How to Create a Meditation Garden to Reduce Stress and Increase Peace

Peaceful Meditation Garden with Buddha

Creating a meditation garden can be a delightful addition to your spiritual practice, both in the gardening itself and by just being in a garden.

And it doesn’t have to be difficult or time consuming.

I live in the suburbs in a very small apartment. But I’m fortunate to have a fenced patio and a small amount of earth. I grow herbs and a rose in pots on the patio, and vegetables and flowers in raised beds in the space between the patio and fence.

It brings me joy and working in the garden is healthy and balances my too many hours on the computer.

My garden is a special space where I enjoy the beauty of flowers and feel the relaxing energy of nature even in the busy urban environment.

Select some of these tips to create a garden that you’ll enjoy:

Designing a Meditation Garden

  1. Select lush plants. An abundance of green plants helps to create a relaxing atmosphere. Any variety of mint or other herbs will add a pleasing scent. If you live in a warm climate, you can enjoy the rustle of bamboo or look for an ornamental grass that’s suited to your region.
  2. Incorporate inspiring objects. Depending on your faith tradition, you may want to include a statue or another meaningful image. A simple arrangement of rocks or weathered wood can add extra appeal. Many people also find it helpful to rake gravel or sand. Many specialty stores sell these ready made “Zen” Gardens.
  3. Install a fountain. The sound of running water is relaxing and masks background noises. Running water also gives off healing negative icons. And you can meditate on the properties of water to bring more flow into your life.
  4. Arrange for comfortable seating. If you prefer to sit on the ground, you may just want to keep a spot clear so you can bring a cushion or mat outdoors with you. If you use a chair, ensure it promotes good posture so you can keep your back straight and your feet on the ground.
  5. Build a path. Even in a small garden, a path can enhance your sense of space and exploration. You can contemplate a trail of stones or diversify your practice with some walking meditation.

Meditating in Your Garden

  1. Clear away distractions. Put aside internal and external distractions when it’s time to meditate. Depending on where you live, it may be helpful to meditate early in the morning when there’s less traffic and other background noise.
  2. Make distractions part of your practice. If external distractions persist, welcome them into your practice. Use the sounds of car horns and people talking to train your mind to stay focused on your meditation object instead of pursuing other thoughts. Note the interruption and bring your mind back to your contemplations.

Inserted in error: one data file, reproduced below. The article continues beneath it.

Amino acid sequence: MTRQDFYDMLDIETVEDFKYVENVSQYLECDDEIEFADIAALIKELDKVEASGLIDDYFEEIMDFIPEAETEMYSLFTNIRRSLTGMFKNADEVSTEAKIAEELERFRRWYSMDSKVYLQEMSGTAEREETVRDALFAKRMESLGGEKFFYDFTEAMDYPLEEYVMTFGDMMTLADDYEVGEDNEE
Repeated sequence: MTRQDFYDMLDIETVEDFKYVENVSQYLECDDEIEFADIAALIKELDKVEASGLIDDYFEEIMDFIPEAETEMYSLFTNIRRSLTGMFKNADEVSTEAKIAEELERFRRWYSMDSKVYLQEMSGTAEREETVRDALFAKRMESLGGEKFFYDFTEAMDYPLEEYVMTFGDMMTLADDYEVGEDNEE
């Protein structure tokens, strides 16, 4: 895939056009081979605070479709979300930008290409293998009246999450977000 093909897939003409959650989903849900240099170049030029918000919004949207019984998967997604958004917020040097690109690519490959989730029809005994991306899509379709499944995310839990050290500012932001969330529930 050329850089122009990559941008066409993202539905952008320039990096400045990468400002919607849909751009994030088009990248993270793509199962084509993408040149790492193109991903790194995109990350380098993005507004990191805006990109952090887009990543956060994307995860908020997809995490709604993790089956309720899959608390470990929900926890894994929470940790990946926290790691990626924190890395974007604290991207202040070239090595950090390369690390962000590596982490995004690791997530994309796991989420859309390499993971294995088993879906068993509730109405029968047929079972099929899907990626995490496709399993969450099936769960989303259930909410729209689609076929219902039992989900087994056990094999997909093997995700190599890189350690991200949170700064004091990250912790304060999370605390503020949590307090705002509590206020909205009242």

3. Ward away bugs. There are many ways to steer clear of insects without killing them. For wasps, keep a look out so you can stay away from their nests. Avoid the things that attract them like perfume, bright colors, and food. For natural ant repellent, try planting some mint or cucumber.

Benefits of a Garden

Gardening can be a great way to bring meditation into activity.

When you’re working in the garden—planting, pulling weeds, harvesting, etc. — do it with the same focus and concentration you bring to sitting meditation.

Don’t indulge in thoughts—either rewriting the past or planning the future.

Just for this time, be present in the Now.

Be mindful.

I find it helpful to observe my arms and hands moving, doing the tasks.

Try to feel the energy behind the muscles moving your hands.

This mindful practice in activity will carry over into still meditation and make it easier and more enjoyable.

In this modern age, most of us spend way too much time connected to technology—computers, phones, TV. These devices immerse us in a unnatural energy that interferes with our own body’s energy and rhythms.

This causes a lot of stress as the body tries to compensate and maintain its natural balance and energy production.

Spending time in nature will relieve stress, energize our bodies and calm our minds.

I’m sure you’ve all felt the difference of being by the ocean, or walking in a forest.

But if you live in the city or suburbs like I do, you may find it inconvenient to spend much time there.

Your own garden to the rescue.

Even just looking away from the computer out the window at my garden, relieves my stress, calms my mind, and makes me happier.

Do you have a garden or want one?

How does it make you feel?

Are you looking for more spiritual nourishment?

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